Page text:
Extinction Event News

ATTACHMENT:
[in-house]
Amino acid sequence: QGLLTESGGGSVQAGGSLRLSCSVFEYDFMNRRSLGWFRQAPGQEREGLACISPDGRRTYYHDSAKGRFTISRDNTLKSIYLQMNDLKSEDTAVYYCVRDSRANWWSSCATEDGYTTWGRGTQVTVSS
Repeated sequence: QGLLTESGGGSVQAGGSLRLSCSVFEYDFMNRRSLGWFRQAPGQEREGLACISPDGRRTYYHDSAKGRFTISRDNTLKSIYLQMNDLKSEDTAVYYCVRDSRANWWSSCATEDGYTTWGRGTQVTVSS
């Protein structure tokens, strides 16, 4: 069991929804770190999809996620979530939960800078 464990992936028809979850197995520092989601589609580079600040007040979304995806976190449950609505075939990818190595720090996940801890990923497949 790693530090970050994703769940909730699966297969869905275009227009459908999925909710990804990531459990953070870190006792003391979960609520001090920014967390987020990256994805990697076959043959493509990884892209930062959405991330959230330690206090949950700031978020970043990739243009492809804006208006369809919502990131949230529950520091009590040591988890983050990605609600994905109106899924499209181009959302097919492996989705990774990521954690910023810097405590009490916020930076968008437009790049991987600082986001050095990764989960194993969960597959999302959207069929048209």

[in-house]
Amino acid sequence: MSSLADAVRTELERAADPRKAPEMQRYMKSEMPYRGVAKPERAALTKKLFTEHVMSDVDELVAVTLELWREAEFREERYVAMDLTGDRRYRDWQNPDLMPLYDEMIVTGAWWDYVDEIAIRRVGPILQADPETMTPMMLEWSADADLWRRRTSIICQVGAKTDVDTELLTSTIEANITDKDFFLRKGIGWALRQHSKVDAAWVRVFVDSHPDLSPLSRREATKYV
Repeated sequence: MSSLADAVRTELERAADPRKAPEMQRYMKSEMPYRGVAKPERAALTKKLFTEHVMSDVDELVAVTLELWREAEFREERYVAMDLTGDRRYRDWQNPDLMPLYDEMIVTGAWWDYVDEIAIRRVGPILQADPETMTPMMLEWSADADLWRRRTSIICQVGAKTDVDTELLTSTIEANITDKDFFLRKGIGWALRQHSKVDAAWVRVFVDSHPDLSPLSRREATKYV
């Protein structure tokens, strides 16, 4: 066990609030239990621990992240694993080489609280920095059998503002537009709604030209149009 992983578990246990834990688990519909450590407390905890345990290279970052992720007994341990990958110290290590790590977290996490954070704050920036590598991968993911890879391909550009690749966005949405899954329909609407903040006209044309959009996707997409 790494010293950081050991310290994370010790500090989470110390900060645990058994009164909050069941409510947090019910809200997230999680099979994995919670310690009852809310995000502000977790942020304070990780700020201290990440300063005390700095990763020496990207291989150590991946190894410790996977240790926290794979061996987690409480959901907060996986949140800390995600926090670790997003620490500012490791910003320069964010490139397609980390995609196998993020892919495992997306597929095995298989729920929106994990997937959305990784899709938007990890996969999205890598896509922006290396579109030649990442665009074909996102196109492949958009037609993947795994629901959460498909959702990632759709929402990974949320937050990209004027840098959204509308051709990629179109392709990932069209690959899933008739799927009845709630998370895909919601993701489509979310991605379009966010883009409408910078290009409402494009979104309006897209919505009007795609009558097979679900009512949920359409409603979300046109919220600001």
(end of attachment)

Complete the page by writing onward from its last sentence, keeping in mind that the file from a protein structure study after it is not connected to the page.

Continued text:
An extinction event, also known as a mass extinction, is a significant and rapid decrease in the biodiversity on Earth, characterized by the widespread and abrupt disappearance of species across multiple taxonomic groups. These events are identified in the fossil record and are marked by the permanent loss of a large proportion of species within a relatively short period of geological time. Throughout Earth’s history, there have been five major mass extinctions, such as the Permian-Triassic extinction event, which eliminated about 90% of species, and the Cretaceous-Paleogene extinction event, which led to the demise of the dinosaurs about 66 million years ago. These events are typically driven by catastrophic changes in the environment, including volcanic eruptions, climate change, meteorite impacts, and changes in sea levels or atmospheric composition. Mass extinctions reshape life on Earth, clearing the way for new species to evolve and dominate. Current scientific research suggests that we may be entering a sixth mass extinction, driven by human activities like habitat destruction, pollution, and climate change, which could have dire consequences for biodiversity and ecosystem services.